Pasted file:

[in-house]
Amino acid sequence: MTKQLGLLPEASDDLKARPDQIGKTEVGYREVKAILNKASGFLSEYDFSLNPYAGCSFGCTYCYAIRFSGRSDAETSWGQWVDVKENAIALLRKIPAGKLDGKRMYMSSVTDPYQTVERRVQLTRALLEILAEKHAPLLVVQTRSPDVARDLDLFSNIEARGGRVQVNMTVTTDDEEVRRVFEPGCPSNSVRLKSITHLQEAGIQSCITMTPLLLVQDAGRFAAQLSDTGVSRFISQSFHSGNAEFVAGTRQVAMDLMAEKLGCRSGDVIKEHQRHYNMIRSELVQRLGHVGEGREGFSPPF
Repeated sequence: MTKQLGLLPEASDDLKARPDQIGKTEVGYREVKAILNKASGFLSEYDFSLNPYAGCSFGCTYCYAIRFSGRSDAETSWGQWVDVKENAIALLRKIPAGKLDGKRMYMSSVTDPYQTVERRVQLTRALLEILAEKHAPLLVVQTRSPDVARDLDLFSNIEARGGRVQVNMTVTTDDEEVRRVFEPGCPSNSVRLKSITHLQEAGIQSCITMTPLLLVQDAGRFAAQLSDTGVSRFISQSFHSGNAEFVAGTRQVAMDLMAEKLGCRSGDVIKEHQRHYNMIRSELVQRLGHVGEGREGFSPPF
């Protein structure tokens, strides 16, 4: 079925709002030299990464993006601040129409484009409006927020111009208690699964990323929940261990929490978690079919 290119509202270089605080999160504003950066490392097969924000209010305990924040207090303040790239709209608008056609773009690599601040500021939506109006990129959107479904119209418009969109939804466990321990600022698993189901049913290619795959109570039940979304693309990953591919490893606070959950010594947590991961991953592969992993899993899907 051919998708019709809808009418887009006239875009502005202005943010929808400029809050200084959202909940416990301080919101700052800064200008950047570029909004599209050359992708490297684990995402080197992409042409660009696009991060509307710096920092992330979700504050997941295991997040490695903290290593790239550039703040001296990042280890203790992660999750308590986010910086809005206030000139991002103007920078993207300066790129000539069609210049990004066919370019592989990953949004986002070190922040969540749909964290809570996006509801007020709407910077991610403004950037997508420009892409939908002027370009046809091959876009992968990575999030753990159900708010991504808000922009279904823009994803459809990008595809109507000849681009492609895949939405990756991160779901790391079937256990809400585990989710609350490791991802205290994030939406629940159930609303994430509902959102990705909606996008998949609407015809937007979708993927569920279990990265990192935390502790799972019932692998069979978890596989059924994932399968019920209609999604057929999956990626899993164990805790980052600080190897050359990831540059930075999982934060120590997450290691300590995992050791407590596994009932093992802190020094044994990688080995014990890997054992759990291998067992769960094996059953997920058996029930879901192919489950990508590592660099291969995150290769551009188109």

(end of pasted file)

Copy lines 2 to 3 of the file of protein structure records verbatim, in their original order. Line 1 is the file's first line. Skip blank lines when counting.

Amino acid sequence: MTKQLGLLPEASDDLKARPDQIGKTEVGYREVKAILNKASGFLSEYDFSLNPYAGCSFGCTYCYAIRFSGRSDAETSWGQWVDVKENAIALLRKIPAGKLDGKRMYMSSVTDPYQTVERRVQLTRALLEILAEKHAPLLVVQTRSPDVARDLDLFSNIEARGGRVQVNMTVTTDDEEVRRVFEPGCPSNSVRLKSITHLQEAGIQSCITMTPLLLVQDAGRFAAQLSDTGVSRFISQSFHSGNAEFVAGTRQVAMDLMAEKLGCRSGDVIKEHQRHYNMIRSELVQRLGHVGEGREGFSPPF
Repeated sequence: MTKQLGLLPEASDDLKARPDQIGKTEVGYREVKAILNKASGFLSEYDFSLNPYAGCSFGCTYCYAIRFSGRSDAETSWGQWVDVKENAIALLRKIPAGKLDGKRMYMSSVTDPYQTVERRVQLTRALLEILAEKHAPLLVVQTRSPDVARDLDLFSNIEARGGRVQVNMTVTTDDEEVRRVFEPGCPSNSVRLKSITHLQEAGIQSCITMTPLLLVQDAGRFAAQLSDTGVSRFISQSFHSGNAEFVAGTRQVAMDLMAEKLGCRSGDVIKEHQRHYNMIRSELVQRLGHVGEGREGFSPPF